A Minute With: Street artist Mark Jenkins
By Sarah Marsh
BERLIN (Reuters) - American street artist Mark Jenkins's human sculptures staged in provocative poses in the middle of cities have proved so uncannily life-like they have sparked calls from passersby to the ambulance service or the police.
Dressed casually in a black baseball cap, baggy trousers and sneakers, the softly spoken Jenkins told Reuters he started his career by placing a figure in a refuse dump in Rio de Janeiro to draw attention to children living in the streets.
The 41-year-old, who has worked as a saxophonist and web designer prior to becoming one of the foremost artists in the street installation movement -- based on surprising people with the unexpected in a familiar urban environment -- wants people to look up for a second from their mobile phones and engage with the world around them.
Not all his installations are charged with social critique. One entire series consists of sculptures made using the casts of baby dolls installed in cheeky situations. One baby was placed on an underwear billboard to appear to be suckling a woman's breast. Others could be found climbing trees.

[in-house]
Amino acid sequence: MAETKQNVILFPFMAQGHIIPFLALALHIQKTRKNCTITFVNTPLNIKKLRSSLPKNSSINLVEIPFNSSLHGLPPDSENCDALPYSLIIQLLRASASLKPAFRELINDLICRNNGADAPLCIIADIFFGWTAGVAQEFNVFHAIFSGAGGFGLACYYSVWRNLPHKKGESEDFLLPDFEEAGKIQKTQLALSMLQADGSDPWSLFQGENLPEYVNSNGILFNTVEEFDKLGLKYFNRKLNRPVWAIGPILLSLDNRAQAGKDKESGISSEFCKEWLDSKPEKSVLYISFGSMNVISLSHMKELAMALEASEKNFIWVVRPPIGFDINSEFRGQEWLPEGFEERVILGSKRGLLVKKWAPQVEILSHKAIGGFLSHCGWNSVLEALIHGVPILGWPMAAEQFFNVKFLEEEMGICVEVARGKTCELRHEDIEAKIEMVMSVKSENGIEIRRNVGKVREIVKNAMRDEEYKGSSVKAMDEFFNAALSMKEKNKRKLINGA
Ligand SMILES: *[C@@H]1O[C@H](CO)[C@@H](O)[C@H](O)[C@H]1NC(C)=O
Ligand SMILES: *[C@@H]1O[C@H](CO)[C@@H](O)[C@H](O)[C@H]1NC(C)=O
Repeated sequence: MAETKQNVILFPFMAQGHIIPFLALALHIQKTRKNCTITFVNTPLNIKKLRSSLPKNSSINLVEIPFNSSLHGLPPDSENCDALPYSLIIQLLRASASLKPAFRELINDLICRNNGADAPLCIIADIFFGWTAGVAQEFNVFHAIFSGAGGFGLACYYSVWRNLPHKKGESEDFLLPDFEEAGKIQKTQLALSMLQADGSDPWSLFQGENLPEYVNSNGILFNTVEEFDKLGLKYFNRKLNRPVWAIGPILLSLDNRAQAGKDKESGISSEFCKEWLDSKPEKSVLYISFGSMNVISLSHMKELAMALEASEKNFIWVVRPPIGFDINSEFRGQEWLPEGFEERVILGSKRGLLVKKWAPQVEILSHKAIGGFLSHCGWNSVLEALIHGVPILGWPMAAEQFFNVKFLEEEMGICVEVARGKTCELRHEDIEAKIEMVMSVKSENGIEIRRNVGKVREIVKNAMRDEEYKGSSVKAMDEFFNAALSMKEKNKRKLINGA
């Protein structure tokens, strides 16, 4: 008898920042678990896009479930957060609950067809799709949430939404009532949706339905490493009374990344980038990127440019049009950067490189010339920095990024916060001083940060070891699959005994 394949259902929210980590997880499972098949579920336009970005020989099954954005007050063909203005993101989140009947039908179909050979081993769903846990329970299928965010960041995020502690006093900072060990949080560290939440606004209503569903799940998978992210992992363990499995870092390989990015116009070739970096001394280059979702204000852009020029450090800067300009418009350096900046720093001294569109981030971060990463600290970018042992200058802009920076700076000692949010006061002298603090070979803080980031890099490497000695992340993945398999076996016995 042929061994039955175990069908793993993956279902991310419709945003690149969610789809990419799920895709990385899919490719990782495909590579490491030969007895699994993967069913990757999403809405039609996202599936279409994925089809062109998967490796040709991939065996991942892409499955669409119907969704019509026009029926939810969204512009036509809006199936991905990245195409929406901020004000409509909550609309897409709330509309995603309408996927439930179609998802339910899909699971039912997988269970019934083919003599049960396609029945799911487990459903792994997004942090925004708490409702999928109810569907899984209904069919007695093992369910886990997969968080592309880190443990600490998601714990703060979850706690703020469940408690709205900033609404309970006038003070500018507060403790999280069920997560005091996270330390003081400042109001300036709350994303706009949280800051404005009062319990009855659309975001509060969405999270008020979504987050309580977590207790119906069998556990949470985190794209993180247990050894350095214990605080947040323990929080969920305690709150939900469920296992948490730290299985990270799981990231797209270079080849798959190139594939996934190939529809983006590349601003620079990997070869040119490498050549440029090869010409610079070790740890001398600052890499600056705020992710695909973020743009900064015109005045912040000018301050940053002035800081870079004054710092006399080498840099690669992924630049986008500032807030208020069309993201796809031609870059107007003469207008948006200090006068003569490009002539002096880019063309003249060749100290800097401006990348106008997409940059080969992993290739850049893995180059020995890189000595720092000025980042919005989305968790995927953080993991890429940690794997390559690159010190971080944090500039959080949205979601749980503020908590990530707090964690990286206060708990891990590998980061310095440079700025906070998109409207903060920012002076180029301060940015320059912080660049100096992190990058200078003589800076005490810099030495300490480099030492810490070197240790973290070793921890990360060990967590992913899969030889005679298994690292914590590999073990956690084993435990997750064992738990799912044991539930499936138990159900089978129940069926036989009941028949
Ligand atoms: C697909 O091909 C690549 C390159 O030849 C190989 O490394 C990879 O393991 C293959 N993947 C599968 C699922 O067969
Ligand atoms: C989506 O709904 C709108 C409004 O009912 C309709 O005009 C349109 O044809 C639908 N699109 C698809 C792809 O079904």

Jenkins was in Berlin to launch his first monograph "The Urban Theater" and to open his first solo gallery show in Germany, "Glazed Paradise," which runs until Feb 26.
While his works, made with thick, transparent, box-sealing tape then sometimes clothed are primarily made for interaction on the street, the exhibition includes both photographs of installations in situ and some new sculptures.
Q: How did you start making tape sculptures?
A: "I started off making balls in tape and soon I made a cast of my whole arm in tape. I decided to wrap my whole body in tape, but I wrapped the tape around my torso too tight, the hairs got caught, so I started cutting myself out which was really bloody - and thought I was going to die! From then on I used a mannequin torso, still using my own body for the legs." Continued...